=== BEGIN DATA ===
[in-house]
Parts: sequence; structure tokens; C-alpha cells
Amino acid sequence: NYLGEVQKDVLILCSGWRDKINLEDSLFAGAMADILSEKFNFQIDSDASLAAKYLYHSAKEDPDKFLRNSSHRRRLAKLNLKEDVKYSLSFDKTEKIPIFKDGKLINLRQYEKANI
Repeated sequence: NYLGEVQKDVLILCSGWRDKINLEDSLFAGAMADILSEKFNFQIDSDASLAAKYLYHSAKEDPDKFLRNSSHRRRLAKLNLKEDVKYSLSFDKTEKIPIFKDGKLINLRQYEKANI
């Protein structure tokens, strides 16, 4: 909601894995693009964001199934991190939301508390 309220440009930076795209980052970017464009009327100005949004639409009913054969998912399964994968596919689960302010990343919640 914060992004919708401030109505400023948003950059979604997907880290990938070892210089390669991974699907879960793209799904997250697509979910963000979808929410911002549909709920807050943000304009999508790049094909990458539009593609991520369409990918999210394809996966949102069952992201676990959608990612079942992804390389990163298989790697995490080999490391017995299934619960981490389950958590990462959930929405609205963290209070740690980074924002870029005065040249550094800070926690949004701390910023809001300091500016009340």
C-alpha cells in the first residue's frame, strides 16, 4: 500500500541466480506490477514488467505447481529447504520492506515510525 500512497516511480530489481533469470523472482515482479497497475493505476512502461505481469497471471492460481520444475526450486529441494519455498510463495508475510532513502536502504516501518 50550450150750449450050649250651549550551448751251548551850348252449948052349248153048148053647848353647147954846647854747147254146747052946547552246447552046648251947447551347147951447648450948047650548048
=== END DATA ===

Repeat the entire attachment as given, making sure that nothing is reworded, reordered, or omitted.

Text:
[in-house]
Parts: sequence; structure tokens; C-alpha cells
Amino acid sequence: NYLGEVQKDVLILCSGWRDKINLEDSLFAGAMADILSEKFNFQIDSDASLAAKYLYHSAKEDPDKFLRNSSHRRRLAKLNLKEDVKYSLSFDKTEKIPIFKDGKLINLRQYEKANI
Repeated sequence: NYLGEVQKDVLILCSGWRDKINLEDSLFAGAMADILSEKFNFQIDSDASLAAKYLYHSAKEDPDKFLRNSSHRRRLAKLNLKEDVKYSLSFDKTEKIPIFKDGKLINLRQYEKANI
């Protein structure tokens, strides 16, 4: 909601894995693009964001199934991190939301508390 309220440009930076795209980052970017464009009327100005949004639409009913054969998912399964994968596919689960302010990343919640 914060992004919708401030109505400023948003950059979604997907880290990938070892210089390669991974699907879960793209799904997250697509979910963000979808929410911002549909709920807050943000304009999508790049094909990458539009593609991520369409990918999210394809996966949102069952992201676990959608990612079942992804390389990163298989790697995490080999490391017995299934619960981490389950958590990462959930929405609205963290209070740690980074924002870029005065040249550094800070926690949004701390910023809001300091500016009340």
C-alpha cells in the first residue's frame, strides 16, 4: 500500500541466480506490477514488467505447481529447504520492506515510525 500512497516511480530489481533469470523472482515482479497497475493505476512502461505481469497471471492460481520444475526450486529441494519455498510463495508475510532513502536502504516501518 50550450150750449450050649250651549550551448751251548551850348252449948052349248153048148053647848353647147954846647854747147254146747052946547552246447552046648251947447551347147951447648450948047650548048